Personalization is key to tapping into customer loyalty, but you’re leaving them cold if you’re not working with unified data.
It’s increasingly clear that marketing is nothing without personalization. But personalization is nothing without data collection and unification across the enterprise. So it’s pretty unfortunate that a recent VB Insight report found that 96 percent of marketers generally have no idea how, or where, to start.
And that’s a problem, says Rishi Dave, CMO of data insights and analytics powerhouse Dun & Bradstreet.
“That’s a big hole I see today,” Dave says. “CMOs say, ‘oh you know that data thing, that’s not my problem.’ Or, ‘I don’t want to invest in that, that’s a back office thing.’ And that,” he says, “is a big miss.”
The C-level position has got to evolve, Dave says. A successful CMO can’t just consider brand or creative anymore, but has to work on driving the corporate strategy. And because every company is a technology company now, the CIO needs to be thinking the same way. The CIO can’t just focus on the data center or tech infrastructure. They need to consider how technology fundamentally drives the company’s corporate strategy.
Even more important: “When the CMO and CIO are working together on that common corporate strategy,” Dave says, “and are agreeing on it, they’re jointly driving metrics and growth around that agenda.”
The foundation of that agenda is data. But when that data is spread out across the organization, it hinders analysis into who their most valuable customers are, how they should serve them, when opportunities arise to serve them better or renew their relationship with them, and what type of risks they have in their customer and supplier base. Without a complete picture, he warns, you lose potential revenue, or even lose customers outright.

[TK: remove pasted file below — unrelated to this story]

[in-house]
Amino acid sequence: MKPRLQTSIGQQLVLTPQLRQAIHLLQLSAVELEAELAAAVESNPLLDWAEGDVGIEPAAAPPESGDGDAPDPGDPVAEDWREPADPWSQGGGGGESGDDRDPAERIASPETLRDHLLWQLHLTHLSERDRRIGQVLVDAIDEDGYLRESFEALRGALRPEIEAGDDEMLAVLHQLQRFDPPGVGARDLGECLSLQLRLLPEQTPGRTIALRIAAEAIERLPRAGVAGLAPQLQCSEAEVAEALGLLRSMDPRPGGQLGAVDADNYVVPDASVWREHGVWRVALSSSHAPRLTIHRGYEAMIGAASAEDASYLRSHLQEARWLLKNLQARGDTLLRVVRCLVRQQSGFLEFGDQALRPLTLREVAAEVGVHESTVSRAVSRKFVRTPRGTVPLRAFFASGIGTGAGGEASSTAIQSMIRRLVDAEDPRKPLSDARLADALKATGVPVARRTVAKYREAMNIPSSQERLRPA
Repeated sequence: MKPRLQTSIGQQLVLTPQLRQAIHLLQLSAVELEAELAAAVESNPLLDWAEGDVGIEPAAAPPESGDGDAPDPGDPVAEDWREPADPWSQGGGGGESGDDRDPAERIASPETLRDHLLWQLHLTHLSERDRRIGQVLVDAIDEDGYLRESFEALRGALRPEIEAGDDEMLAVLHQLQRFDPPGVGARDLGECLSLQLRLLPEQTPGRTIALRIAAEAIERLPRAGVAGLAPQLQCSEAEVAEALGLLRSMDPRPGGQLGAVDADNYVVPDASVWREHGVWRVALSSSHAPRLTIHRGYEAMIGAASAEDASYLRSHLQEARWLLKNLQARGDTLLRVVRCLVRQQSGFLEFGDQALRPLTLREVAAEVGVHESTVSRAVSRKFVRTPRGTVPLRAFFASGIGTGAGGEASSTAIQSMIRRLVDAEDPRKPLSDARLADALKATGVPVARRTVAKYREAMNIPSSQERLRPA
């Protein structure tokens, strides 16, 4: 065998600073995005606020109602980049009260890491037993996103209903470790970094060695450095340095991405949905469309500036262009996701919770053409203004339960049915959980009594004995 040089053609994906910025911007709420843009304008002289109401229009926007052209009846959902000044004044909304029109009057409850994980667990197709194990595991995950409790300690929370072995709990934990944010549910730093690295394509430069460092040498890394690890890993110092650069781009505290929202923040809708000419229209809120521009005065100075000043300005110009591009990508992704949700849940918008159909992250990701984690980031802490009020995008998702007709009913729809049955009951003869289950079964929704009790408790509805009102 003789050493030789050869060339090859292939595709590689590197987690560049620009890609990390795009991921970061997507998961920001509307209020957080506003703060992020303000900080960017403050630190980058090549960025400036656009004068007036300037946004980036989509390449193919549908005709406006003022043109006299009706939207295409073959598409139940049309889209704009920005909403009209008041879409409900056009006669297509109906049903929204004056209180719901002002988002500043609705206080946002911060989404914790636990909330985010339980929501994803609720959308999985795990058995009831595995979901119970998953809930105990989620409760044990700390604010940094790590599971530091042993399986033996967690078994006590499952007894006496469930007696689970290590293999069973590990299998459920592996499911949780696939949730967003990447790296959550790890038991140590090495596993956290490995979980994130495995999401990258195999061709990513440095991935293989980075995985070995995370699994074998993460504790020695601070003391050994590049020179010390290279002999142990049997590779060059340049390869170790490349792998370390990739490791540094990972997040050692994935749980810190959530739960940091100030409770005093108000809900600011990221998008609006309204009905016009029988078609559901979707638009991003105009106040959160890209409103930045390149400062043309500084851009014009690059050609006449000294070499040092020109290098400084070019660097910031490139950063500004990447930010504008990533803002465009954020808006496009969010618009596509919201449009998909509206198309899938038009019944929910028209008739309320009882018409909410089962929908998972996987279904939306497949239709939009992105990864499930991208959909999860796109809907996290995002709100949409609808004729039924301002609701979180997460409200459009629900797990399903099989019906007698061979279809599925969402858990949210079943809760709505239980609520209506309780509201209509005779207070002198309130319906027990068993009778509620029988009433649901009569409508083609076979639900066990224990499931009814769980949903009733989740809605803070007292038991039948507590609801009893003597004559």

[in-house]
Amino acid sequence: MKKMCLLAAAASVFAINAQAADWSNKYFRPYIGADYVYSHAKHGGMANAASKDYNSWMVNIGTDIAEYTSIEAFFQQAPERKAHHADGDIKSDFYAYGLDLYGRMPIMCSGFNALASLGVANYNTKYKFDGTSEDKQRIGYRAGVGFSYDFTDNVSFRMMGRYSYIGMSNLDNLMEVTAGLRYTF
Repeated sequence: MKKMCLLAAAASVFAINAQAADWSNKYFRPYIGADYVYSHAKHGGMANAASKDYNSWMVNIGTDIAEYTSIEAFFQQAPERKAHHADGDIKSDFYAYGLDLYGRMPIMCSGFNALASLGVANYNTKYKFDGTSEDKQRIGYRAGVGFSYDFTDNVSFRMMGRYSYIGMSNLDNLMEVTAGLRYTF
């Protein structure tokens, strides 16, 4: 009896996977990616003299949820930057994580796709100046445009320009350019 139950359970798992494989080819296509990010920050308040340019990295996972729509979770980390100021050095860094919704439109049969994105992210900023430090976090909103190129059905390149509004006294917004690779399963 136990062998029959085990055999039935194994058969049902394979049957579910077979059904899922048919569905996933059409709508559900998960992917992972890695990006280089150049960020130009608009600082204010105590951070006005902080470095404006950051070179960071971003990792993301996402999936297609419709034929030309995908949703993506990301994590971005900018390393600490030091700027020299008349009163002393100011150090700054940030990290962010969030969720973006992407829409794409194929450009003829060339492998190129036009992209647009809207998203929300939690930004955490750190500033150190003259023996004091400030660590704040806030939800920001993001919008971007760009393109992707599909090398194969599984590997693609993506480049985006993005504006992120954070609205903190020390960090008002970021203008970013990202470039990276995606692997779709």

It’s crucial that the CMO and CIO work together to figure out who the big stakeholders are who generate data and need data to make decisions, what data they’re generating, and where it’s going, plus deciding what key aspects of that data need to be tied together across the organization. From there the CMO has a 360-degree view into customer experience, and can use it to not only drive the marketing strategy, but deliver feedback to the CIO to help continually refine their technology strategy and tool implementation.
In the end, Dave says, data unification almost boils down to a simple equation. “There’s a little bit of geeky around the data,” Dave says, “but there’s also a lot of organization and working together — and both of those things are very important.”
For more nitty-gritty insight into what data unification is, why it matters, and how to get there, join Venture Beat analyst Andrew Jones and Rishi Dave, CMO of Dun & Bradstreet in our free interactive web event.
Don’t miss out!
In this interactive web event, you’ll:
- Unlock the customer data that you’re missing today
- Streamline your identity process, including detail-rich demographic information often overlooked
- Hear insider secrets for getting that personalized message hit the customer right in the sweet spot — driving serious bank to your bottom line
Andrew Jones, Analyst, VB Insight
Rishi Dave, CMO, Dun & Bradstreet
Jascha Kaykas-Wolff, CMO, Mozilla
Wendy Schuchart, Moderator, VentureBeat
This webinar is sponsored by Janrain.
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As Chief Marketing Officer, Jascha Kaykas-Wolff leads Mozilla’s global marketing strategy and organization. Jascha believes in two key principles: Find opportunities where no one else is l... All Jascha Kaykas-Wolff news »
Rishi Dave is the Chief Marketing Officer of Dun & Bradstreet. In this role, Rishi runs marketing globally including brand, demand generation, digital, communications, PR, AR, operations, ch... All Rishi Dave news »
As an analyst, I research, advise, and speak about how businesses can take advantage of disruptive technologies and changing consumer behaviors (for marketing, customer service, loyalty, inn... All Andrew Jones news »